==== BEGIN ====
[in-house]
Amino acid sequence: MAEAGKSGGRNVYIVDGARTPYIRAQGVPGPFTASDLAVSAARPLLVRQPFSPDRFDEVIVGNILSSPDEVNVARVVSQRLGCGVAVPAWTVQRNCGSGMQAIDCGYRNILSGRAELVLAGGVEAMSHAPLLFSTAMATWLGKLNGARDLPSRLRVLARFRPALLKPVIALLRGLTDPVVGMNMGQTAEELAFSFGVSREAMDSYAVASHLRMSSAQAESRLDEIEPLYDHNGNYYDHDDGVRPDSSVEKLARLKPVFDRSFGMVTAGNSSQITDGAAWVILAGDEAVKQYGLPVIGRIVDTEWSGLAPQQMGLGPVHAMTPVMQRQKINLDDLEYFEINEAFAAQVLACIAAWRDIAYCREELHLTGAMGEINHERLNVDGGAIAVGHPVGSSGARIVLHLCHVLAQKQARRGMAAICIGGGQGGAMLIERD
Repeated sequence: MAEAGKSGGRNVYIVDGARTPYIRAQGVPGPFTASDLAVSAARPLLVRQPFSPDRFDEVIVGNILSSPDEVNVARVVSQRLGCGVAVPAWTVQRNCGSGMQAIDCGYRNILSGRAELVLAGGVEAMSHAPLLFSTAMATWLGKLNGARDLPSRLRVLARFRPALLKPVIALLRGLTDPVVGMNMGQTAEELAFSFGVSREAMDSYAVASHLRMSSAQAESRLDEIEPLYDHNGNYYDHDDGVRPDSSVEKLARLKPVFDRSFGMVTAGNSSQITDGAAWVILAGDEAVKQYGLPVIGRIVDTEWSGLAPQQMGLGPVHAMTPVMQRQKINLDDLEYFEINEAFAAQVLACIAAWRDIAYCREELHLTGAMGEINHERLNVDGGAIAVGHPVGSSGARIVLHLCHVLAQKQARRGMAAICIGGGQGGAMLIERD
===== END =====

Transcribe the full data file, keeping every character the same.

[in-house]
Amino acid sequence: MAEAGKSGGRNVYIVDGARTPYIRAQGVPGPFTASDLAVSAARPLLVRQPFSPDRFDEVIVGNILSSPDEVNVARVVSQRLGCGVAVPAWTVQRNCGSGMQAIDCGYRNILSGRAELVLAGGVEAMSHAPLLFSTAMATWLGKLNGARDLPSRLRVLARFRPALLKPVIALLRGLTDPVVGMNMGQTAEELAFSFGVSREAMDSYAVASHLRMSSAQAESRLDEIEPLYDHNGNYYDHDDGVRPDSSVEKLARLKPVFDRSFGMVTAGNSSQITDGAAWVILAGDEAVKQYGLPVIGRIVDTEWSGLAPQQMGLGPVHAMTPVMQRQKINLDDLEYFEINEAFAAQVLACIAAWRDIAYCREELHLTGAMGEINHERLNVDGGAIAVGHPVGSSGARIVLHLCHVLAQKQARRGMAAICIGGGQGGAMLIERD
Repeated sequence: MAEAGKSGGRNVYIVDGARTPYIRAQGVPGPFTASDLAVSAARPLLVRQPFSPDRFDEVIVGNILSSPDEVNVARVVSQRLGCGVAVPAWTVQRNCGSGMQAIDCGYRNILSGRAELVLAGGVEAMSHAPLLFSTAMATWLGKLNGARDLPSRLRVLARFRPALLKPVIALLRGLTDPVVGMNMGQTAEELAFSFGVSREAMDSYAVASHLRMSSAQAESRLDEIEPLYDHNGNYYDHDDGVRPDSSVEKLARLKPVFDRSFGMVTAGNSSQITDGAAWVILAGDEAVKQYGLPVIGRIVDTEWSGLAPQQMGLGPVHAMTPVMQRQKINLDDLEYFEINEAFAAQVLACIAAWRDIAYCREELHLTGAMGEINHERLNVDGGAIAVGHPVGSSGARIVLHLCHVLAQKQARRGMAAICIGGGQGGAMLIERD